Imperialism, Power, and Identity: Experiencing the Roman Empire

Posted by pt91 at Dec 03, 2010 11:10 AM |
Publication by University of Leicester archaeologist challenges traditional views on Roman society

Issued by University of Leicester Press Office on 03 December 2010

Despite what history has taught us about imperialism's destructive effects on colonial societies, many classicists continue to emphasize disproportionately the civilizing and assimilative nature of the Roman Empire and to hold a generally favorable view of Rome's impact on its subject peoples. Imperialism, Power, and Identity boldly challenges this view using insights from postcolonial studies of modern empires to offer a more nuanced understanding of Roman imperialism.

Rejecting outdated notions about Romanization, David Mattingly, Professor of Roman archaeology at the University of Leicester, focuses instead on the concept of identity to reveal a Roman society made up of far-flung populations whose experience of empire varied enormously. He examines the nature of power in Rome and the means by which the Roman state exploited the natural, mercantile, and human resources within its frontiers. Mattingly draws on his own archaeological work in Britain, Jordan, and North Africa and covers a broad range of topics, including sexual relations and violence; census-taking and taxation; mining and pollution; land and labor; and art and iconography. He shows how the lives of those under Rome's dominion were challenged, enhanced, or destroyed by the empire's power, and in doing so he redefines the meaning and significance of Rome in today's debates about globalization, power, and empire.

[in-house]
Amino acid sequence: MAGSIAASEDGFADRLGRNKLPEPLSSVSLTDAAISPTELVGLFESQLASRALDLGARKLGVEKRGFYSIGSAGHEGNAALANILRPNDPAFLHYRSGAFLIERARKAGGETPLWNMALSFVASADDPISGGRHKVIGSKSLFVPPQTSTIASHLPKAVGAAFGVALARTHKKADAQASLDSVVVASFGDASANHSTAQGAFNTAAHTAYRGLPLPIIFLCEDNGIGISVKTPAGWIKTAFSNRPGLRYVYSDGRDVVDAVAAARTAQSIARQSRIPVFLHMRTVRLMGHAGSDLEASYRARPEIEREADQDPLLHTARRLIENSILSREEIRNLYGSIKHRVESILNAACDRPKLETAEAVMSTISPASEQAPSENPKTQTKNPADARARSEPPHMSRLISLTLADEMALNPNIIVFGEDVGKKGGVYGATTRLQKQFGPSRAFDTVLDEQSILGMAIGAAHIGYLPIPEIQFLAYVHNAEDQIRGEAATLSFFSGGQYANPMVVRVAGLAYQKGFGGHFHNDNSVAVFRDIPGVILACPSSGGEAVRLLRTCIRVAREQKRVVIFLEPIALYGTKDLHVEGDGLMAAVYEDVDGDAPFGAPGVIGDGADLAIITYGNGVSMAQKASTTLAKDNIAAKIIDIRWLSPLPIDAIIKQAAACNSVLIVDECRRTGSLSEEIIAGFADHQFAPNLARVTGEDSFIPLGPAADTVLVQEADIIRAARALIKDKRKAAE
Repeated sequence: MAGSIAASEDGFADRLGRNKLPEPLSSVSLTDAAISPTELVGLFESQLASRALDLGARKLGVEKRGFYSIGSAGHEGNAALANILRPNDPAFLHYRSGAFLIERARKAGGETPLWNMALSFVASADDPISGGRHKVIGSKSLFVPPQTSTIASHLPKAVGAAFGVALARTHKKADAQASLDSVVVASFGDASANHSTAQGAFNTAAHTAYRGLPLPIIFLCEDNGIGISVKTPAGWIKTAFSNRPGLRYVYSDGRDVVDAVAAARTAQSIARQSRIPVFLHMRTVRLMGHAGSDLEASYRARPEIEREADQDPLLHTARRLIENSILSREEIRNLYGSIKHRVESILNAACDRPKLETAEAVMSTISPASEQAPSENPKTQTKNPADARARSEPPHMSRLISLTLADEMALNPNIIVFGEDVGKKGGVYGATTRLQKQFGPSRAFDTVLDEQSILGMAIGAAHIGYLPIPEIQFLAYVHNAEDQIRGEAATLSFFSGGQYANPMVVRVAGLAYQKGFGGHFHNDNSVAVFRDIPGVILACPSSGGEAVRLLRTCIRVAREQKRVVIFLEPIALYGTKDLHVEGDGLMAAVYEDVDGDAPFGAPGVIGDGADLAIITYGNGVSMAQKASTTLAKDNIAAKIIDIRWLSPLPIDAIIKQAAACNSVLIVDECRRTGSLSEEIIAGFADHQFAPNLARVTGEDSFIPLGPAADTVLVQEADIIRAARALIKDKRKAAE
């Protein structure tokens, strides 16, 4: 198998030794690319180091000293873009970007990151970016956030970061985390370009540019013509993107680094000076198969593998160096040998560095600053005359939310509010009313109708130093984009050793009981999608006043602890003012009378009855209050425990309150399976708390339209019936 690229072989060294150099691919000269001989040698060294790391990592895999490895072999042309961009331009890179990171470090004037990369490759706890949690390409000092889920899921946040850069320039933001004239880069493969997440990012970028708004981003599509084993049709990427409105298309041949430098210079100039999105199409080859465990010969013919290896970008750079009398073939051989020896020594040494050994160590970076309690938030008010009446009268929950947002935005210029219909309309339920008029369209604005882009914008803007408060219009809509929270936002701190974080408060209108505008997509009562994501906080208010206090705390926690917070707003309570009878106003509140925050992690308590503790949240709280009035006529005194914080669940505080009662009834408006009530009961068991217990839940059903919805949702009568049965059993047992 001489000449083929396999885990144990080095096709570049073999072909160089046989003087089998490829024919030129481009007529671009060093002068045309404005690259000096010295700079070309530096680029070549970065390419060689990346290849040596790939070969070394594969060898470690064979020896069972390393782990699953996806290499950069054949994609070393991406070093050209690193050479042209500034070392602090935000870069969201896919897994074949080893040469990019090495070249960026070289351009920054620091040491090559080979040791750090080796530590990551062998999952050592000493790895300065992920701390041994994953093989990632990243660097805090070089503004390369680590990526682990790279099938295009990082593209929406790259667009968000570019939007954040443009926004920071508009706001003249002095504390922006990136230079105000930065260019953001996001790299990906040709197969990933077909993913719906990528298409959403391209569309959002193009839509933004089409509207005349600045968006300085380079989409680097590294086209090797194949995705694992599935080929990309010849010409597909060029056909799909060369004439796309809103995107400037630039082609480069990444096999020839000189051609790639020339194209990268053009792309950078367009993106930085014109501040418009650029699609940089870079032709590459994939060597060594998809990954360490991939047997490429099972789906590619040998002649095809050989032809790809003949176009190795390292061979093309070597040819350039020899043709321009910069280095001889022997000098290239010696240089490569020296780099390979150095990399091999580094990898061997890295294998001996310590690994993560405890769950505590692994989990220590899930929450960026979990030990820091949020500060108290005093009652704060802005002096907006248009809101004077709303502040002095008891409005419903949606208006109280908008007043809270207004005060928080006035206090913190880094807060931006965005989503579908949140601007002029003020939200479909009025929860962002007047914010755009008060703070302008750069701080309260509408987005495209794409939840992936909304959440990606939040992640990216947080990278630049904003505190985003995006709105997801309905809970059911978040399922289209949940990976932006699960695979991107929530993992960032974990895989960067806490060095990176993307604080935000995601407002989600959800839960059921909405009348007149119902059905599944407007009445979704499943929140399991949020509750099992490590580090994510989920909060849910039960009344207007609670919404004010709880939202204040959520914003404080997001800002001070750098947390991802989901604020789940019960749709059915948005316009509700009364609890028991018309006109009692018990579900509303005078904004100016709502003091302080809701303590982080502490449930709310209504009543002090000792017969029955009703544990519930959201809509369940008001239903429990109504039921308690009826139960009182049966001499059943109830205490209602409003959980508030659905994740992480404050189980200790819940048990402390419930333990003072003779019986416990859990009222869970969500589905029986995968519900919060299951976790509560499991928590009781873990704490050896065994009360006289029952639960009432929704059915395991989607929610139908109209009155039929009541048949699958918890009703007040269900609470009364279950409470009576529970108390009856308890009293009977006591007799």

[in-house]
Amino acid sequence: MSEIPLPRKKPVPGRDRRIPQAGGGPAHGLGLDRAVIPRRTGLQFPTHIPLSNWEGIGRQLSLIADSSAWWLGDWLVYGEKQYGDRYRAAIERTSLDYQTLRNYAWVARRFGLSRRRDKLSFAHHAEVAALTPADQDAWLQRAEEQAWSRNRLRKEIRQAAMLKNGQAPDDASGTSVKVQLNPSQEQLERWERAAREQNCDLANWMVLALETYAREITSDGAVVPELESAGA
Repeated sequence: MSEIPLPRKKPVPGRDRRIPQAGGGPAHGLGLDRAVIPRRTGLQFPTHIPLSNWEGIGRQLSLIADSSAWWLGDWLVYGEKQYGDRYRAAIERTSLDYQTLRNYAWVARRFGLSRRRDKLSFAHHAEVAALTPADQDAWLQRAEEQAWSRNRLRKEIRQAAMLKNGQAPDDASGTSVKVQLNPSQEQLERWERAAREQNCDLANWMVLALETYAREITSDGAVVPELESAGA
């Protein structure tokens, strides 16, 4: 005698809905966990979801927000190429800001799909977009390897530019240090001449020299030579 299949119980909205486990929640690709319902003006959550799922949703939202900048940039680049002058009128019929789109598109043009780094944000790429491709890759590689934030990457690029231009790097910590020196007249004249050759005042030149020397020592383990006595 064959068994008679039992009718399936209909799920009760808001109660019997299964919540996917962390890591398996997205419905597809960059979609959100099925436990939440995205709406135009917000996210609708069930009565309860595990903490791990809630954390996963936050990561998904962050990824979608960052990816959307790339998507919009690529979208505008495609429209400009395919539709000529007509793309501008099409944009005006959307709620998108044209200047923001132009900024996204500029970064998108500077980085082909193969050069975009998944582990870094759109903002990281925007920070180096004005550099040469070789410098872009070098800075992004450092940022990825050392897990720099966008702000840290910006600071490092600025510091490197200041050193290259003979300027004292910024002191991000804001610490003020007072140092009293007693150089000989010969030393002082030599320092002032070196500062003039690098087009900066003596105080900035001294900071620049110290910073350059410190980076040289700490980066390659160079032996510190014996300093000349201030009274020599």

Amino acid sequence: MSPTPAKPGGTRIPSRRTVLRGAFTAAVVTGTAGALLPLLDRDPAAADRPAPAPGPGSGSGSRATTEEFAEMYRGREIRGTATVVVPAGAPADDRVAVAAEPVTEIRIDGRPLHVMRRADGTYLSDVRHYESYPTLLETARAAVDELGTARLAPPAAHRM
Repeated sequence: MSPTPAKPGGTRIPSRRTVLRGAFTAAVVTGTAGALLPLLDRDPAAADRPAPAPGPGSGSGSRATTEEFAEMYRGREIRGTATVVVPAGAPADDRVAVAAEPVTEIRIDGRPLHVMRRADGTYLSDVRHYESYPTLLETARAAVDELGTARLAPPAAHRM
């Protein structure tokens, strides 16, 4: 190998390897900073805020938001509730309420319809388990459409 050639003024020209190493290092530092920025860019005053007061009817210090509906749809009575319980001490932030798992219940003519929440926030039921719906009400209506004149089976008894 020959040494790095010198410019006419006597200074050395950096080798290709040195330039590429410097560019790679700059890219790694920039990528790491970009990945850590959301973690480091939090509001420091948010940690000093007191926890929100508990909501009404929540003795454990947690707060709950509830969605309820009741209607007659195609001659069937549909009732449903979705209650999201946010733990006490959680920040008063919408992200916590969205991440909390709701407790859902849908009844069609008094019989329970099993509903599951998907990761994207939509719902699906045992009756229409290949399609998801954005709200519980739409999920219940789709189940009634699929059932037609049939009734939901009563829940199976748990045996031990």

Imperialism, Power, and Identity advances a new agenda for classical studies, one that views Roman rule from the perspective of the ruled and not just the rulers.

The book is available at a cost of £27.95 

David J. Mattingly is professor of Roman archaeology at the University of Leicester and a fellow of the British Academy. His many books include Tripolitania, Farming the Desert, An Imperial Possession, Archaeology and Desertification, and The Cambridge Dictionary of Classical Civilization.


"Mattingly critically examines accepted ideas about the Roman Empire and evaluates them on the basis of recent archaeological analyses. He provides excellent, up-to-date discussions of such issues as Roman imperialism, colonialism, and the expression of identity through material culture. This book will be important in providing a set of new ideas about many current themes regarding the Roman world."--Peter S. Wells, author of The Barbarians Speak: How the Conquered Peoples Shaped Roman Europe

"This is an important book by a major scholar. David Mattingly is among the most prolific and skilled archaeologists of his generation, and very rare in the ability to produce wide-ranging works of synthesis that do not steer clear of controversy. The arguments that this book will spark are arguments that are worth having."--David S. Potter, author of The Roman Empire at Bay

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